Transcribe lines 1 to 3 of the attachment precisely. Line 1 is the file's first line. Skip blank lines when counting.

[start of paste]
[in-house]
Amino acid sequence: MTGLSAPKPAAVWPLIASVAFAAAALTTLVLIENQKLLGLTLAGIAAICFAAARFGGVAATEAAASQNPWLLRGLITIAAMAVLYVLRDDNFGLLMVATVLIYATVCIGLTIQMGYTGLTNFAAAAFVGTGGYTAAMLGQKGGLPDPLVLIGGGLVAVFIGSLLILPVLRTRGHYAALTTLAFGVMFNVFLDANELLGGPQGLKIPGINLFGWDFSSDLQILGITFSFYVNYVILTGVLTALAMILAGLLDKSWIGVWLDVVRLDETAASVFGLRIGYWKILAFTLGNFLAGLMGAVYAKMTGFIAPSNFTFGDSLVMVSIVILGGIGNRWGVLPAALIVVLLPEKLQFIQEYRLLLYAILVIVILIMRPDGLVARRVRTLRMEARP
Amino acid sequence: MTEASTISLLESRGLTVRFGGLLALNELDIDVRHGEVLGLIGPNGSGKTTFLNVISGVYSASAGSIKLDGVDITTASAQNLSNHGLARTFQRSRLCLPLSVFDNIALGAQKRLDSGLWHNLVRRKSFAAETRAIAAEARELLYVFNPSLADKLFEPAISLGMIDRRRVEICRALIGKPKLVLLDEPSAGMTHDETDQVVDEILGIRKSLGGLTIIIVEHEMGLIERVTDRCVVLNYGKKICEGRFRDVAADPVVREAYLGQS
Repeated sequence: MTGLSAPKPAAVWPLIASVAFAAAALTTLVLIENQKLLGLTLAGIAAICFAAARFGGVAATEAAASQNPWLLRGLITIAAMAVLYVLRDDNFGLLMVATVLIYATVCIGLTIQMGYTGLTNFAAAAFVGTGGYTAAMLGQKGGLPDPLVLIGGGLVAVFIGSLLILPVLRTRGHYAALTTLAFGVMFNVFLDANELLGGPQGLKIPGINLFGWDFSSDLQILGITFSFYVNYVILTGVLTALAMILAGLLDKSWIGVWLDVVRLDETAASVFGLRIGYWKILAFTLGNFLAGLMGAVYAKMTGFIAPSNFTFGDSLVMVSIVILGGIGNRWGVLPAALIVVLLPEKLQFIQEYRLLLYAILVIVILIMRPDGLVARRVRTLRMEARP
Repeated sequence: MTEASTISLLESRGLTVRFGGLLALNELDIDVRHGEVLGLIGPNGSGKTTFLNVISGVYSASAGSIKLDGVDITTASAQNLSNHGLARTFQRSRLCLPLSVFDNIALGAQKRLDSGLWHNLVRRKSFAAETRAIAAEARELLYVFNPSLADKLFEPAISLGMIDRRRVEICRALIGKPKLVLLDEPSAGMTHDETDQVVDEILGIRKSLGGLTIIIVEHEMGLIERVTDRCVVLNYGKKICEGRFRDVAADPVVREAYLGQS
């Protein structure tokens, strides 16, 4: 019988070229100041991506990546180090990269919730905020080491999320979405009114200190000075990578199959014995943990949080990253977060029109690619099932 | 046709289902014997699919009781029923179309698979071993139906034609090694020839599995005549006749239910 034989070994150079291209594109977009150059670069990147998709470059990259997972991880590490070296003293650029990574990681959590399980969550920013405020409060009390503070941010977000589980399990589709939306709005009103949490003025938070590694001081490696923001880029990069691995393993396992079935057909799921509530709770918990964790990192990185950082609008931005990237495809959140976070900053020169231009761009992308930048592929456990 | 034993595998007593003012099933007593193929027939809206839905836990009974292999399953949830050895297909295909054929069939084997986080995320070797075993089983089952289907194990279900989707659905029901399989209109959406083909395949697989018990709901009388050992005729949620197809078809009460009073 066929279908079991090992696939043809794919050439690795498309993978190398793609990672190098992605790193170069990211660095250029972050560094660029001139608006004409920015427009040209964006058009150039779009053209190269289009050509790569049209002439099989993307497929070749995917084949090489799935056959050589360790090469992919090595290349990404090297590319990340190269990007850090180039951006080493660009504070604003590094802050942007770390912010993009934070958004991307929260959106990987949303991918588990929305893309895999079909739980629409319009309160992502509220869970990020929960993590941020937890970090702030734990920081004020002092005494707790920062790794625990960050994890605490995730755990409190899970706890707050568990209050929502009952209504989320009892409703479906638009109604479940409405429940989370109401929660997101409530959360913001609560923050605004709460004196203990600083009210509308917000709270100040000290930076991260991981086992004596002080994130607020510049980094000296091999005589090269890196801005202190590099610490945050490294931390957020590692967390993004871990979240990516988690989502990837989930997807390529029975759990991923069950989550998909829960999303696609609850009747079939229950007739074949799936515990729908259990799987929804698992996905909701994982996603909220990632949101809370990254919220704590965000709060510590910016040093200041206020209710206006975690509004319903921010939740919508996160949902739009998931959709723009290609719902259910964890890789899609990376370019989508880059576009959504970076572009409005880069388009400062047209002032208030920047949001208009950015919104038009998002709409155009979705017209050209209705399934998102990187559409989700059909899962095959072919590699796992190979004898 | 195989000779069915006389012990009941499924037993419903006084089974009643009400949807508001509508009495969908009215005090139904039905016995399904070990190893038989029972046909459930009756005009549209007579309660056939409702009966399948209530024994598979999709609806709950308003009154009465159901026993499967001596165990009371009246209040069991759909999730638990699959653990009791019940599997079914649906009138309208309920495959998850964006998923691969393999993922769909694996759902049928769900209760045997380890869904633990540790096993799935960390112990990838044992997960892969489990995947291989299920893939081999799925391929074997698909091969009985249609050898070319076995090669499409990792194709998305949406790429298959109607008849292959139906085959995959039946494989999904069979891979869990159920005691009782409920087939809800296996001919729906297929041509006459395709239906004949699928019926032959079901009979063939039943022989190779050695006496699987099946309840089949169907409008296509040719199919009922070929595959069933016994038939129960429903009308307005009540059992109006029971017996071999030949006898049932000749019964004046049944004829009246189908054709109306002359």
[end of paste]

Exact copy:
[in-house]
Amino acid sequence: MTGLSAPKPAAVWPLIASVAFAAAALTTLVLIENQKLLGLTLAGIAAICFAAARFGGVAATEAAASQNPWLLRGLITIAAMAVLYVLRDDNFGLLMVATVLIYATVCIGLTIQMGYTGLTNFAAAAFVGTGGYTAAMLGQKGGLPDPLVLIGGGLVAVFIGSLLILPVLRTRGHYAALTTLAFGVMFNVFLDANELLGGPQGLKIPGINLFGWDFSSDLQILGITFSFYVNYVILTGVLTALAMILAGLLDKSWIGVWLDVVRLDETAASVFGLRIGYWKILAFTLGNFLAGLMGAVYAKMTGFIAPSNFTFGDSLVMVSIVILGGIGNRWGVLPAALIVVLLPEKLQFIQEYRLLLYAILVIVILIMRPDGLVARRVRTLRMEARP
Amino acid sequence: MTEASTISLLESRGLTVRFGGLLALNELDIDVRHGEVLGLIGPNGSGKTTFLNVISGVYSASAGSIKLDGVDITTASAQNLSNHGLARTFQRSRLCLPLSVFDNIALGAQKRLDSGLWHNLVRRKSFAAETRAIAAEARELLYVFNPSLADKLFEPAISLGMIDRRRVEICRALIGKPKLVLLDEPSAGMTHDETDQVVDEILGIRKSLGGLTIIIVEHEMGLIERVTDRCVVLNYGKKICEGRFRDVAADPVVREAYLGQS